April 20th, 2007 was a special day for me. By virtue of an unexpected day off from JV Baseball and with the stars aligning, I came to posses one of Hip-Hop’s most treasured gems of the 90’s.
While there was no good reason for practice being cancelled that day, nobody really argued: 4/20/07 was a beautifully sunny Friday. While lugging my Wilson bag home, I spontaneously stopped at a sidewalk sale to flip through a book of CD’s, which contained a collection of Everclear, Semisonic and Tool albums. Yet an intriguing, scratched-up disc with green and orange lettering proved impossible to pass on.
Outkast’s third album, 1998’s “Aquemini” is a collection of breezy, Southern flows and trunk-rattling drums, stripped of predictability and full of blues-inspired rhythms. Big Boi and Andrea 3000’s album is as rich as a novella illustrated with chapter after chapter involving powers both good and evil, raw tales of the Dungeon Family (the Atlanta artist collective consisting of Organized Noise, Goodie Mob and of course Outkast), and tragic characters like “Da Art of Storytellin Part I’s” Shasha Thumper. Listening to the album, you can see Big Boi (the Aquarius) and Andre (the Gemini) sitting in their Cadillac, watching the galaxy pass as they construct riveting fables based of life experiences. Futuristic synthesizers, soul loops and funky horn sections cause you to wonder what’s exactly in Atlanta’s water. Then again, if we knew, we probably wouldn’t still be nodding our heads to the album’s countless classics.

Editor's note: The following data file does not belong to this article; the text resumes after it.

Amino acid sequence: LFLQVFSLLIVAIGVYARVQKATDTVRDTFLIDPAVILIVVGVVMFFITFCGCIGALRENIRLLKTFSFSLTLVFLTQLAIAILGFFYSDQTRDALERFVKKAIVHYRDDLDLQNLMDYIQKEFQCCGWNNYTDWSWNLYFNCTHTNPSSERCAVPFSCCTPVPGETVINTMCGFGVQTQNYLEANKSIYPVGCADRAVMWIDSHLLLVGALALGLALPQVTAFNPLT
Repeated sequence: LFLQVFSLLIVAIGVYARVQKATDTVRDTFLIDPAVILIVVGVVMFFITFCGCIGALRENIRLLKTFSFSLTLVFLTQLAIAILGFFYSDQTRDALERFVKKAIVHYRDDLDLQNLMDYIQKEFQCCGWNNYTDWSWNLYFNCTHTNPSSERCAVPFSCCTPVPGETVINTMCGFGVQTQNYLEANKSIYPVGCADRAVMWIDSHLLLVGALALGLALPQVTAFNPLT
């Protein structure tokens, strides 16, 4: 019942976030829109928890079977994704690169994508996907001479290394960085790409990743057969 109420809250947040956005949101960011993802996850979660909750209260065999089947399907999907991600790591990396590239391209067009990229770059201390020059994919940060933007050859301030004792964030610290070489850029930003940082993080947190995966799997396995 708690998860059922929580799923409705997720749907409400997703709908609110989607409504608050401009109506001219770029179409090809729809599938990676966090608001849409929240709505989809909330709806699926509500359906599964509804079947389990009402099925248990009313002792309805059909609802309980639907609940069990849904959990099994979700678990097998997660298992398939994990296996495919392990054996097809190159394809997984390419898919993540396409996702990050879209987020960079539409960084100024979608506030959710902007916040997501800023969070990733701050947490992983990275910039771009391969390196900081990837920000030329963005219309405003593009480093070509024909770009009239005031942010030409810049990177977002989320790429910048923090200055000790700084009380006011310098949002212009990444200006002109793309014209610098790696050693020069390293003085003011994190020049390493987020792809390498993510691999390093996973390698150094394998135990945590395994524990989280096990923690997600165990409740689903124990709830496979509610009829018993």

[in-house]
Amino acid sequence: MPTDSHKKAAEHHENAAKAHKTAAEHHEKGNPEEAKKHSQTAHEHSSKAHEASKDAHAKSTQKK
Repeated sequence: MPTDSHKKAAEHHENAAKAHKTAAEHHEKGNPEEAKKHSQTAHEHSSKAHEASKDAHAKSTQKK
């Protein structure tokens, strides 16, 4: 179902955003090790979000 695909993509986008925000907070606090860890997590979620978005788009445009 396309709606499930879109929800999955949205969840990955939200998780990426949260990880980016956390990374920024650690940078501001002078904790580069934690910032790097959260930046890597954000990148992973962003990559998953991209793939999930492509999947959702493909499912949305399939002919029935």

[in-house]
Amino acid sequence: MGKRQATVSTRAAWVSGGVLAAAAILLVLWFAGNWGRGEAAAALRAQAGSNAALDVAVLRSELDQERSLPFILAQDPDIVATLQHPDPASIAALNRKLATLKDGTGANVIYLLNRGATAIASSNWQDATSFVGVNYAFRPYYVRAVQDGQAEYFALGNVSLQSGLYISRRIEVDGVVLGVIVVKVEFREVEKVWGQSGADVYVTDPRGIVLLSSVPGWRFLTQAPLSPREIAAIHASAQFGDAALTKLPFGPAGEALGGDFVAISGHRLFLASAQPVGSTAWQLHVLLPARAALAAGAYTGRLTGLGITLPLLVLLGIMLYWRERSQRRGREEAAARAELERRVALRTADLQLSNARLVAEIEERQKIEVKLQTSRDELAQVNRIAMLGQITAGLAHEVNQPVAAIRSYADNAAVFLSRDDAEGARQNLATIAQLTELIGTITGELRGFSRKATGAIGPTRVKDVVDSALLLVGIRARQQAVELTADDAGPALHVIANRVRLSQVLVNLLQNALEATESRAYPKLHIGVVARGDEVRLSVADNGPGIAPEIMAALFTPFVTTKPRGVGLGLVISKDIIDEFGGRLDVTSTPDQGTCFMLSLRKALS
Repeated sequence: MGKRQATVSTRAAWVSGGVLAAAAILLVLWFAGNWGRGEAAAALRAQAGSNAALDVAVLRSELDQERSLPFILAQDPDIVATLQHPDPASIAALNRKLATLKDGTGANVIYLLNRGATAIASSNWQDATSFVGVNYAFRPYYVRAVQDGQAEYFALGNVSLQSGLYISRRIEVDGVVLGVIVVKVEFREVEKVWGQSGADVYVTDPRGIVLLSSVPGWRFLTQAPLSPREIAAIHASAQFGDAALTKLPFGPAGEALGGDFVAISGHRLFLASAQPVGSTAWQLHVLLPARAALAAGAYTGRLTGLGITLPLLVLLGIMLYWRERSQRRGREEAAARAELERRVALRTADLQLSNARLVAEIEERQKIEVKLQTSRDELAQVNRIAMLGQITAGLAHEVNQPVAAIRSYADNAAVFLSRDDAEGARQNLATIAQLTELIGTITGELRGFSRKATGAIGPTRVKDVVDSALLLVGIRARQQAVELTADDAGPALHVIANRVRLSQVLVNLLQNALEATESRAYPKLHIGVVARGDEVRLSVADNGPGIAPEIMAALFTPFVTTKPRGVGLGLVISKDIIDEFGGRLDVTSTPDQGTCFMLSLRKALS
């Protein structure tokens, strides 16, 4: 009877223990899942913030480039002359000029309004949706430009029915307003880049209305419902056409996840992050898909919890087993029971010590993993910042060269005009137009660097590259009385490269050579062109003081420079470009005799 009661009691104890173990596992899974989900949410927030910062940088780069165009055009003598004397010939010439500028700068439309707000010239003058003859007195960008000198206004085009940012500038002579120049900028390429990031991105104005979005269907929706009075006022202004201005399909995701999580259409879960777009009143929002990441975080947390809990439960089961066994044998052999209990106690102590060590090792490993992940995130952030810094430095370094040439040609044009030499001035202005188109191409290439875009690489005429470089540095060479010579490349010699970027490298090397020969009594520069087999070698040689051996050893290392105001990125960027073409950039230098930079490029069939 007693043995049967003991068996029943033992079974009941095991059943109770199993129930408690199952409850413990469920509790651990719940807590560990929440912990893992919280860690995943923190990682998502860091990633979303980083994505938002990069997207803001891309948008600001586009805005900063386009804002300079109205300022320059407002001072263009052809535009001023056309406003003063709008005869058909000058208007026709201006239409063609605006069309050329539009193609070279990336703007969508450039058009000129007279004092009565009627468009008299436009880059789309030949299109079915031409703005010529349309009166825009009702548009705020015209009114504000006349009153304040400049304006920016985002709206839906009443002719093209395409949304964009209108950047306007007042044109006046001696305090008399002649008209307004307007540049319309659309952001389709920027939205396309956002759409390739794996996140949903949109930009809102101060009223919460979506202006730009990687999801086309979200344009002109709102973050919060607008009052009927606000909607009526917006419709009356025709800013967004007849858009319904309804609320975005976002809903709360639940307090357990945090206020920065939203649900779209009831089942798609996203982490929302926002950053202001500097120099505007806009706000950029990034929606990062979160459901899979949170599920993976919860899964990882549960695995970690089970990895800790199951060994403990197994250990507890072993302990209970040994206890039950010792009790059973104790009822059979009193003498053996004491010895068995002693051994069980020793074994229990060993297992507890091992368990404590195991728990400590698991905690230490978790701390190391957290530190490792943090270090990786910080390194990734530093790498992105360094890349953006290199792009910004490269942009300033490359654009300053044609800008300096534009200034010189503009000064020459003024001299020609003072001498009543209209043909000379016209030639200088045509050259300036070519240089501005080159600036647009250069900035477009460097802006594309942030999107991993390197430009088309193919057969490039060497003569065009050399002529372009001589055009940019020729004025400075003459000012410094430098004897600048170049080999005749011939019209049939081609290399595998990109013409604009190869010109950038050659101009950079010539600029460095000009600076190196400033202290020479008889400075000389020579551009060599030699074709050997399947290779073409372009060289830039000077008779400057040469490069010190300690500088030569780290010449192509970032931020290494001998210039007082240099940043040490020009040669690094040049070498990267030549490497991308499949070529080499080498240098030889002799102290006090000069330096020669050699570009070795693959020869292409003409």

After going platinum in November of 1998, “Aquemini” quickly outdid itself, hitting double platinum only a year later in ‘99. What makes the album unique is not only the infamous guest spots by Big Gip and Cee-Lo Green of Goodie Mob, George Clinton, Sleepy Brown and Erykah Badu, but the esoteric notion of time and place that comes with every listen of “Aquemini.” Unlike New York or Los Angeles in the late nineties, the South hadn’t made its mark in Hip-Hop and the slang was still esoteric. Not to mention, few people knew what to make of Andrea 3000’s wild fashion sense. “What’s up with Andre/is he into coke?/ is he on drugs?/ gay?/ when ya’ll gonna’ break up?/ when ya’ll gonna wake up?” Andre vents his frustrations regarding rumors on “Return of the G.”
Who could have guessed that just a few years later, at the turn of the century, Atlanta would become synonymous with rap thanks to its countless legends like Cee-Lo, Ludacris, Lil Jon, T.I., Gucci Mane and Young Jeezy? The list continues today. But one thing is for certain: many of these acts owe credit to the album that put grits, grills and 4/4 beats in the living rooms of millions of people all over the world. Be it the seven minutes of laid back, spoken-word laced “SpottieOttieDopaliscious,” or the vivacious guitar riffs on “Chonkyfire,” Big Boi and Andrea set a new standard for rap in 1998. “Aquemini” showed the world the South could hold its own and would be telling stories for years to come.